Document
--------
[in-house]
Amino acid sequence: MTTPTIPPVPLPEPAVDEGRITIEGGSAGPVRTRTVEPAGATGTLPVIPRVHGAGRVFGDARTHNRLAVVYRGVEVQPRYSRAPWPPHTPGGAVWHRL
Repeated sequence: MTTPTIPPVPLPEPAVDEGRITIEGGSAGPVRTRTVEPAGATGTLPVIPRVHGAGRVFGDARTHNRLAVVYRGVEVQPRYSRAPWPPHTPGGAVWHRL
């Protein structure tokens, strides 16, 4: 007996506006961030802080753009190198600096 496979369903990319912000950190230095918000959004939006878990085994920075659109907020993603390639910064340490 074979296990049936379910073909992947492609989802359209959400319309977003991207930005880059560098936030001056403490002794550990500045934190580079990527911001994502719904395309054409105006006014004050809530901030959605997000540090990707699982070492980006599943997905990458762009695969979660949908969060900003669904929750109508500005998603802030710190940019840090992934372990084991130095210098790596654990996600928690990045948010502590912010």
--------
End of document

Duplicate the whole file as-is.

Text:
[in-house]
Amino acid sequence: MTTPTIPPVPLPEPAVDEGRITIEGGSAGPVRTRTVEPAGATGTLPVIPRVHGAGRVFGDARTHNRLAVVYRGVEVQPRYSRAPWPPHTPGGAVWHRL
Repeated sequence: MTTPTIPPVPLPEPAVDEGRITIEGGSAGPVRTRTVEPAGATGTLPVIPRVHGAGRVFGDARTHNRLAVVYRGVEVQPRYSRAPWPPHTPGGAVWHRL
């Protein structure tokens, strides 16, 4: 007996506006961030802080753009190198600096 496979369903990319912000950190230095918000959004939006878990085994920075659109907020993603390639910064340490 074979296990049936379910073909992947492609989802359209959400319309977003991207930005880059560098936030001056403490002794550990500045934190580079990527911001994502719904395309054409105006006014004050809530901030959605997000540090990707699982070492980006599943997905990458762009695969979660949908969060900003669904929750109508500005998603802030710190940019840090992934372990084991130095210098790596654990996600928690990045948010502590912010």